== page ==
Rowland’s Bar triumphs in its treatment of volunteers Lawrence Alexander (Director, Volunteer Centre Borders) and Julie Smith of Rowland’s Bar following last Thursday’s Volunteer Friendly Award presentation.
Rowland’s Bar triumphs in its treatment of volunteers
Lawrence Alexander (Director, Volunteer Centre Borders) and Julie Smith of Rowland’s Bar following last Thursday’s Volunteer Friendly Award presentation.
An alcohol-free bar that acts as a community hub for young people in Selkirk has become the latest organisation in the Borders to win a Volunteer Friendly award from Volunteer Centre Borders (VCB).
With its cafe, computer suite, pool table, juke box and choice of comfy chairs, Rowland’s Bar is a haven for anyone between 12 and 18 who wants to chat, chill or study. But it’s the volunteer staff who make it all happen, and now Rowland’s has passed the litmus test of volunteer management by proving to VCB that it follows best practice towards its 22 volunteer staff. Rowland’s (Selkirk), the company with charitable status that runs Rowland’s Bar, has also demonstrated that it treats its volunteers fairly, trains and supports them and rates their contributions to the organisation.
“Rowland’s is a young people’s facility, however it is the volunteers who make it happen,” explains Julie Smith, Rowland’s Project Facilitator. “Their firm, fair, consistent and responsible approach helps create a culture of mutual trust and respect with the young people to the benefit of all.”
The bar moved to its current premises in what used to be Rowland Tait’s hardware shop on West Port in 2007. As well as regular events like the homework club, Rowland’s volunteer staff help young people to organise a growing array of activities and projects, from master classes on film making to collecting donations of clothes for youngsters and their families affected by the 1986 Chernobyl nuclear disaster in the Ukraine.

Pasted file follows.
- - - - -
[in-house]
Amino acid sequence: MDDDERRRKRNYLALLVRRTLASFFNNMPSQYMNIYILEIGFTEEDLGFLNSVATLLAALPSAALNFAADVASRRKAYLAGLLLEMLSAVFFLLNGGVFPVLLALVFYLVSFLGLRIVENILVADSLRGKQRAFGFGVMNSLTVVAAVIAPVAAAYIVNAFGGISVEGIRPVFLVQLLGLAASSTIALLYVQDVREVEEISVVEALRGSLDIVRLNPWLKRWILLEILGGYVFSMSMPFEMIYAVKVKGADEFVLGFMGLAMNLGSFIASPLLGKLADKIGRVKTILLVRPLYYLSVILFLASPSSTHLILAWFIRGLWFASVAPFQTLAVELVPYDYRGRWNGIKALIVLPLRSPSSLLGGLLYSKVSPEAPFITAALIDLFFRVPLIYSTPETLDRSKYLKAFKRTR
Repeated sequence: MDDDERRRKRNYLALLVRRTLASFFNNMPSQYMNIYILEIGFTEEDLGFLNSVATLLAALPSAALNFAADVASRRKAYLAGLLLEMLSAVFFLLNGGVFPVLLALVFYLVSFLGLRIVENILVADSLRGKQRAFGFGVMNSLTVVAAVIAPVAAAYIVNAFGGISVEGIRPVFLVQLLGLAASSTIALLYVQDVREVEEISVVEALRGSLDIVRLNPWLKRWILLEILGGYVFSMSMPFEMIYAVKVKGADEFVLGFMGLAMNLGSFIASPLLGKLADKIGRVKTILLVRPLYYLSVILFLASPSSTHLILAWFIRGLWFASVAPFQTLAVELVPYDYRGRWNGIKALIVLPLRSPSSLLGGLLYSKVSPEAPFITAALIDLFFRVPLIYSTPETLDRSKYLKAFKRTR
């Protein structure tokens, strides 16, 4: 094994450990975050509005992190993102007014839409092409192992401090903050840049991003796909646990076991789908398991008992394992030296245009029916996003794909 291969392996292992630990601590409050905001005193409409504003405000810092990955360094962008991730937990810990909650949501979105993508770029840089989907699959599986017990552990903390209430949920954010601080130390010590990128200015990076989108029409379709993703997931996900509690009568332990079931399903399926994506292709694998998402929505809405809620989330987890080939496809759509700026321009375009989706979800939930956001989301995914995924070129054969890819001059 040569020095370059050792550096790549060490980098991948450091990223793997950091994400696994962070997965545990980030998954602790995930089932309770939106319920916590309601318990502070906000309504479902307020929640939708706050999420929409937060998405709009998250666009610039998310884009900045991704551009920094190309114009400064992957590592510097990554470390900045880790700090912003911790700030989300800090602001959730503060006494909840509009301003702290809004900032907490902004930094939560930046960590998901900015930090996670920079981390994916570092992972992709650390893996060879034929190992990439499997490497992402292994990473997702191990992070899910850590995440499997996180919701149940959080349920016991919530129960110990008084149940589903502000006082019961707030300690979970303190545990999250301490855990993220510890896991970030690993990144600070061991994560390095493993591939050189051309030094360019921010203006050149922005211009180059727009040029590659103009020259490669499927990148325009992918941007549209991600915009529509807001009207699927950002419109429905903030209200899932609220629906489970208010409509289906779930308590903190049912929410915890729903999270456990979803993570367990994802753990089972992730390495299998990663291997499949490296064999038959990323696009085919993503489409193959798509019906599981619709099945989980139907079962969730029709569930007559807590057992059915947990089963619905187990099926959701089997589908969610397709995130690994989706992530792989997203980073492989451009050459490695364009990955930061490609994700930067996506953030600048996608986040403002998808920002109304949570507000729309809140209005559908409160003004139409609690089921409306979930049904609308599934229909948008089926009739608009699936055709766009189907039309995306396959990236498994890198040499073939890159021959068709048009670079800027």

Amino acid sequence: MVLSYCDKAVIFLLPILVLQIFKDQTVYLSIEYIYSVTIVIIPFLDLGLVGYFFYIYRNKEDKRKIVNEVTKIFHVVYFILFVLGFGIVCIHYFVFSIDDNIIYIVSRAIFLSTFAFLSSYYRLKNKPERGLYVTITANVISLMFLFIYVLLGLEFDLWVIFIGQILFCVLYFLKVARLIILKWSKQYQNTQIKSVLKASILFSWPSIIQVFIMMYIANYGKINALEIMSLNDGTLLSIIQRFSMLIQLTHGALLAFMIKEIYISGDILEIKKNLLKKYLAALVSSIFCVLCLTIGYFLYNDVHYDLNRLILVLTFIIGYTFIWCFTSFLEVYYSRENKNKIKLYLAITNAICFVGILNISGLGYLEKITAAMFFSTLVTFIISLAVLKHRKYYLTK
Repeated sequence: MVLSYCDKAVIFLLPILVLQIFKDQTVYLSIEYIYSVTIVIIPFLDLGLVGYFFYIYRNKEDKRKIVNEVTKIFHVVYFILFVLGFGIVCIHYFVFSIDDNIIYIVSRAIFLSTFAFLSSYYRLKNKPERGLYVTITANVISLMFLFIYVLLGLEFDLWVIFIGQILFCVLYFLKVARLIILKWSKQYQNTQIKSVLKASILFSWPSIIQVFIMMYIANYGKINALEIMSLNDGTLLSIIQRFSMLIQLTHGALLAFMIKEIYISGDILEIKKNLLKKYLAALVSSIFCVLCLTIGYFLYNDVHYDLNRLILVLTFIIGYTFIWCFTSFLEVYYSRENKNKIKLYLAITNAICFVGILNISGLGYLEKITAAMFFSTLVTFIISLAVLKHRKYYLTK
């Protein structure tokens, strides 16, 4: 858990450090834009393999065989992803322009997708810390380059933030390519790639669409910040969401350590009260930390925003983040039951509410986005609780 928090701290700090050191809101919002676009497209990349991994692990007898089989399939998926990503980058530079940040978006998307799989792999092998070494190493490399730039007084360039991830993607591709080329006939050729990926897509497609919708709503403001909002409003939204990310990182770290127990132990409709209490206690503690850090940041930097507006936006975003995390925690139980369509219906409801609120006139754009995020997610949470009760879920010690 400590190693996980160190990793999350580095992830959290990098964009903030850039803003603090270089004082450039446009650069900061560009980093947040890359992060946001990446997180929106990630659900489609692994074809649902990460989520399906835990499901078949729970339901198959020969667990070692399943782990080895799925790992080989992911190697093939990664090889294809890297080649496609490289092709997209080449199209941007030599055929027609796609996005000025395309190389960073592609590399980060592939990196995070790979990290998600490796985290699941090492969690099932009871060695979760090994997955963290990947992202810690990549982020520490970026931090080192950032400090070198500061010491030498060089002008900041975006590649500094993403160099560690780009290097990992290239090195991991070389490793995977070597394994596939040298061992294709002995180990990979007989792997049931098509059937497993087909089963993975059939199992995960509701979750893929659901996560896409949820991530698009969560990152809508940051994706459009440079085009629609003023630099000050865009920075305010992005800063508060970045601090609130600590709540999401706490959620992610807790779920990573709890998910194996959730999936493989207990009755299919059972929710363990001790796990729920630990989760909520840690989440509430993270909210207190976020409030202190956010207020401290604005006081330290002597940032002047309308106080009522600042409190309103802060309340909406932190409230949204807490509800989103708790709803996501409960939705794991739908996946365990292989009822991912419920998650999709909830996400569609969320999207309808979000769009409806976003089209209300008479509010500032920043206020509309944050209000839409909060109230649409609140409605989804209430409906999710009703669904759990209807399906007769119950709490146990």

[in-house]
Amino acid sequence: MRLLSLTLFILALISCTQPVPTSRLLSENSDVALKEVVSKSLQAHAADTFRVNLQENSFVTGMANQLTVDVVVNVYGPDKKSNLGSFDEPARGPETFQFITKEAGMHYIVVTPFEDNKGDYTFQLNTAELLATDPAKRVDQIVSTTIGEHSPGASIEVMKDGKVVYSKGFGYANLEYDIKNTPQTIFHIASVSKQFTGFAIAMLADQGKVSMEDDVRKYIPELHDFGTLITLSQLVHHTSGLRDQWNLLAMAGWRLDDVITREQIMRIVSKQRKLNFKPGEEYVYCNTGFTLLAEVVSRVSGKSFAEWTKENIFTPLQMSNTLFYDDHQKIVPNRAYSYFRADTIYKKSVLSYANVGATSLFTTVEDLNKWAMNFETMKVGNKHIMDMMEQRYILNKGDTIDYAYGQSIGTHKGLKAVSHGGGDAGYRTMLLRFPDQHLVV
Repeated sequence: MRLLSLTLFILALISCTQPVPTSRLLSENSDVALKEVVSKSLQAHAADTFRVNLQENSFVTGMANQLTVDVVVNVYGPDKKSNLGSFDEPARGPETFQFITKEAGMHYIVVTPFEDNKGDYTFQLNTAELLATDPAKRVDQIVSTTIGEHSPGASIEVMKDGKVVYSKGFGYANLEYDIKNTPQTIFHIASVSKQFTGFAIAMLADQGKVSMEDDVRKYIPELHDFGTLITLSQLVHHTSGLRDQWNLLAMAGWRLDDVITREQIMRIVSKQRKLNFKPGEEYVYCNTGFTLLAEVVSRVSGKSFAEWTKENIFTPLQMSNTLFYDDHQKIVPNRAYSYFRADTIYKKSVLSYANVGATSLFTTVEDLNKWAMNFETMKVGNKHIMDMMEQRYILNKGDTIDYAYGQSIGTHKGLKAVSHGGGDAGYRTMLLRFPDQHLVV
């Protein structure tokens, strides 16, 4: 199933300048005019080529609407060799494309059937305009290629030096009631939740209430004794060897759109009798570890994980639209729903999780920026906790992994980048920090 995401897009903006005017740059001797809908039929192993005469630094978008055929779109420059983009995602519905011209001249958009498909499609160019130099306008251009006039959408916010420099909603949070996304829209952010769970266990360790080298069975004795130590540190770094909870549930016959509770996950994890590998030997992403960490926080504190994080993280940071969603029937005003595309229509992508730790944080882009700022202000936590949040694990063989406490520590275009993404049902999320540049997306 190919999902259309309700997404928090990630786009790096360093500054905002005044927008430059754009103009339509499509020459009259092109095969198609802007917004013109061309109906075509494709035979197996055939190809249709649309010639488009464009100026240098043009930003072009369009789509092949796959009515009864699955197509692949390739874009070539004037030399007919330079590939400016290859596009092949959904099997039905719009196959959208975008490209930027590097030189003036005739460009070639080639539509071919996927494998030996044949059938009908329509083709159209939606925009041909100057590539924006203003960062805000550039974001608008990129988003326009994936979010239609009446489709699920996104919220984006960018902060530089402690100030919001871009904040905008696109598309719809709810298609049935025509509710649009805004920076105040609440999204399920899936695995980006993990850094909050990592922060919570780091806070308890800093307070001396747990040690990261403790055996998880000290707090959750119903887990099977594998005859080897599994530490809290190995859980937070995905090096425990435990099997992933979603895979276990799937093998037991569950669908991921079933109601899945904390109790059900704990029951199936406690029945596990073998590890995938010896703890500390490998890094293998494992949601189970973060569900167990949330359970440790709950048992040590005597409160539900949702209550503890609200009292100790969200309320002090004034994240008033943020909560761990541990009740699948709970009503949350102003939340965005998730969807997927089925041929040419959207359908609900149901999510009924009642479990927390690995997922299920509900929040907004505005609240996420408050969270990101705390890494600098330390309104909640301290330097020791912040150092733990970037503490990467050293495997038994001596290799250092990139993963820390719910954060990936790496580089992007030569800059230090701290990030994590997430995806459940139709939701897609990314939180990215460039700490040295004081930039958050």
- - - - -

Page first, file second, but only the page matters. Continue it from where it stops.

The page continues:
Rowland’s also boasts a refreshingly representative style of management: The Board of Directors is elected by members of the company who are as young as 16. And there’s a Youth Committee to voice members’ views, helps organise trips and make decisions about equipment.
“This Volunteer Friendly Award is a great achievement for us, because the volunteers themselves have done most of the work in producing a dossier of evidence to back the application. That requires a fair bit of effort and determination,” said Julie. Bottom of Form
Susan Swan, VCB’s Executive Officer, described Rowland’s Volunteer Friendly submission as “excellent”. “Rowland’s has shown a clear understanding of what volunteer management is about,” she said. “Their submission would make me want to volunteer at Rowland’s!”
“There are lots of benefits to having a Volunteer Friendly Award,” she added. “Managers will have better motivated volunteers, who will, in turn, have confidence that they are being looked after well. Volunteers can be sure that they are joining a group that will value and protect their interests. And having a Volunteer Friendly Award shows funding bodies that good practices are in place.”